Bahraini human rights activist Abdulhadi AlKhawaja is now entering the 58th day of his hunger strike, having spent his 51st birthday yesterday in a prison clinic.
His lawyer has tweeted a picture of him in his weak and critical state, a far cry from the smiling and lively man that he once was, even though his principles remain unchanged. Mary Lawlor, executive director of Front Line Defenders, said that the activist is “at serious risk of imminent organ failure” after returning from a trip to Bahrain this week. She also reported that he has “shed 25 per cent of his body weight.” On 4 April he was transferred to a prison clinic for observation. Despite official documentation of his torture in prison and several calls for his release, Alkhawaja still remains imprisoned, serving a life sentence handed for peacefully protesting at Pearl Roundabout last year.
Alkhawaja’s daughters Zainab and Maryam credit their father for their commitment to human rights and peaceful tactics, and have inherited his passion and determination in speaking out against human rights violations in Bahrain. Both women have been careful to avoid focusing attention on a single individual, even as their father’s condition has worsened. They have recently decided to speak about their own family for a change, as his state is leading many to believe that Alkhawaja nearing the end of his life.
Maryam, who also serves as the Head of Foreign Relations for the Bahrain Centre for Human Rights, wrote on Thursday that she finds it “difficult to remain impartial” and avoid focusing on more personal causes, but continues to persevere, fearing the moment when she will receive a phone call telling her her father is dead. Zainab recently wrote a poem about her father entitled, “The sultan digs my father’s grave,” in which she grimly describes watching her father dying. Despite feeling despair, she describes her father as being “tranquil” and pushing her to remain committed to fighting for human rights.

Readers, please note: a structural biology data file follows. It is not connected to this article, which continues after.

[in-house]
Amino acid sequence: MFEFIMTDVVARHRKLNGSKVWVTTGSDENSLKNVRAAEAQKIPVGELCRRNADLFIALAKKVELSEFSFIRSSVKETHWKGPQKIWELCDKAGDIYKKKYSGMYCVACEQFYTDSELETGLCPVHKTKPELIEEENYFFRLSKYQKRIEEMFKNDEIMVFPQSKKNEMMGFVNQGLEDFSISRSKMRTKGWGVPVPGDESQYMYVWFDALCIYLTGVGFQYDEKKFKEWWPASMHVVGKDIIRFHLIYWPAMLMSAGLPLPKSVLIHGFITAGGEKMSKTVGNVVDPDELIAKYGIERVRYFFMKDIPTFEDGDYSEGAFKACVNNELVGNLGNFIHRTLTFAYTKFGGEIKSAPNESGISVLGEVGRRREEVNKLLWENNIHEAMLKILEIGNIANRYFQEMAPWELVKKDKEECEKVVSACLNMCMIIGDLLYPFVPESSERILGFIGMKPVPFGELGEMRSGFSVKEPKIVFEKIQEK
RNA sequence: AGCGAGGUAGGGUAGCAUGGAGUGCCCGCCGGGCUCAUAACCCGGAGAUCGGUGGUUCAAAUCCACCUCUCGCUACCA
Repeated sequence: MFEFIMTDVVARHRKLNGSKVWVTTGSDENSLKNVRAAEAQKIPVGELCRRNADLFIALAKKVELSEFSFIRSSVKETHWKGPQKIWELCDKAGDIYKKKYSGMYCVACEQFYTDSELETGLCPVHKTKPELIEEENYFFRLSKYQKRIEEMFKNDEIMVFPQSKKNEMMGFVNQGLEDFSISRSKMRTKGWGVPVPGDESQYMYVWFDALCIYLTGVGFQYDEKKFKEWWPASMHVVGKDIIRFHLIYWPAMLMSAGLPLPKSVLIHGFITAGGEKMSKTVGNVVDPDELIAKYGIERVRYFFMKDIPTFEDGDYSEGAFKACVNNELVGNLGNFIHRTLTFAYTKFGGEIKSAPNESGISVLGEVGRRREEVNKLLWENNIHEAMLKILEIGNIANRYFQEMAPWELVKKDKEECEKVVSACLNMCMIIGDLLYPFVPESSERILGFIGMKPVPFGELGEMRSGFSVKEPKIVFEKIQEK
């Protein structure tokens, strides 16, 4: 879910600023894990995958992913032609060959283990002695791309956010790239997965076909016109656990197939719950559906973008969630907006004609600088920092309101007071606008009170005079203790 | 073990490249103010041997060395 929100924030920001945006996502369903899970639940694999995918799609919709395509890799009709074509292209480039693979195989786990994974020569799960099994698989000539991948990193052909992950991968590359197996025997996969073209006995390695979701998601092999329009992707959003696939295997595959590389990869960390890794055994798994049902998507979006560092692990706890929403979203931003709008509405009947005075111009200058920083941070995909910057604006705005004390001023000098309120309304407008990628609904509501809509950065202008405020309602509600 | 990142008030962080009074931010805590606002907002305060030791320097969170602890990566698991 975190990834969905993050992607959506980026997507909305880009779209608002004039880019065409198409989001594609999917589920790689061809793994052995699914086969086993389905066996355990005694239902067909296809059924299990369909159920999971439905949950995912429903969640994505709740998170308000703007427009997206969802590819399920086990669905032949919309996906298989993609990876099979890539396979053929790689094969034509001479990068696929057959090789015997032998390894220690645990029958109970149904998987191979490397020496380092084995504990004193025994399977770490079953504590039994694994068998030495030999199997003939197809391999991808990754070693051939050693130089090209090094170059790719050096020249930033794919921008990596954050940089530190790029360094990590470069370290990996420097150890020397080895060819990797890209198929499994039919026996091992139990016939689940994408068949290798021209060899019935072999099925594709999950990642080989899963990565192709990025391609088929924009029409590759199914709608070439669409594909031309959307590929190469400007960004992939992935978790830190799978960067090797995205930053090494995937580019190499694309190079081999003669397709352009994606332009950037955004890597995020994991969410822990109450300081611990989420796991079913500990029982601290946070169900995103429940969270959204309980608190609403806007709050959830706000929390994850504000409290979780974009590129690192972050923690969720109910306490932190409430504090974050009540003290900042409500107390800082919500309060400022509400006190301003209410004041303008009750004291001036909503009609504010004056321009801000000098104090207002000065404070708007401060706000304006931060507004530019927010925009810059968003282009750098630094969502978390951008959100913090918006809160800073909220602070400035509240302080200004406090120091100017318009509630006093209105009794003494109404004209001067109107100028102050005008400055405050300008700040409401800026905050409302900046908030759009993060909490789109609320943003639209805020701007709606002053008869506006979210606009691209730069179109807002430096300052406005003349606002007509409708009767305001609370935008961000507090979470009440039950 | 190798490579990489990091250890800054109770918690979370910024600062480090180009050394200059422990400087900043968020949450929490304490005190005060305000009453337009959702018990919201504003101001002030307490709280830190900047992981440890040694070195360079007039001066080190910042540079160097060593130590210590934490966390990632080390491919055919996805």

Several international human rights organisations have pushed on the Bahraini government to release the activist, who is also a Danish citizen. Danish Foreign Minister Villy Soevndal called for his release or retrial by a civilian court back in March, yet such calls are still ignored.
AlKhawaja has become a symbol of a non-violent movement in the tiny country, and his death could solidify the already mounting disillusionment within Bahrain’s opposition. The country’s largest opposition group, Al-Wefaq, released a statement earlier this week condemning the activist’s continued detention, warning that his worsening condition would only inflame tensions and that “the regime is responsible for the consequences.” Lawlor, of Front Line Defenders, also warned of the grave consequences of Alkhawaja’s death in prison, stating that it would only “cause a great deal more unrest.”
What little faith there was in the government’s commitment to reform has been lost in many ways, and AlKhawaja’s release would only confirm that the royal family’s promises to carry out the recommendations of the Bahrain Independent Commission of Inquiry report served as nothing more than an elaborate exercise in public relations — rather than a commitment to human rights. AlKhawaja’s death would only ensure a deeper divide in an already polarised debate.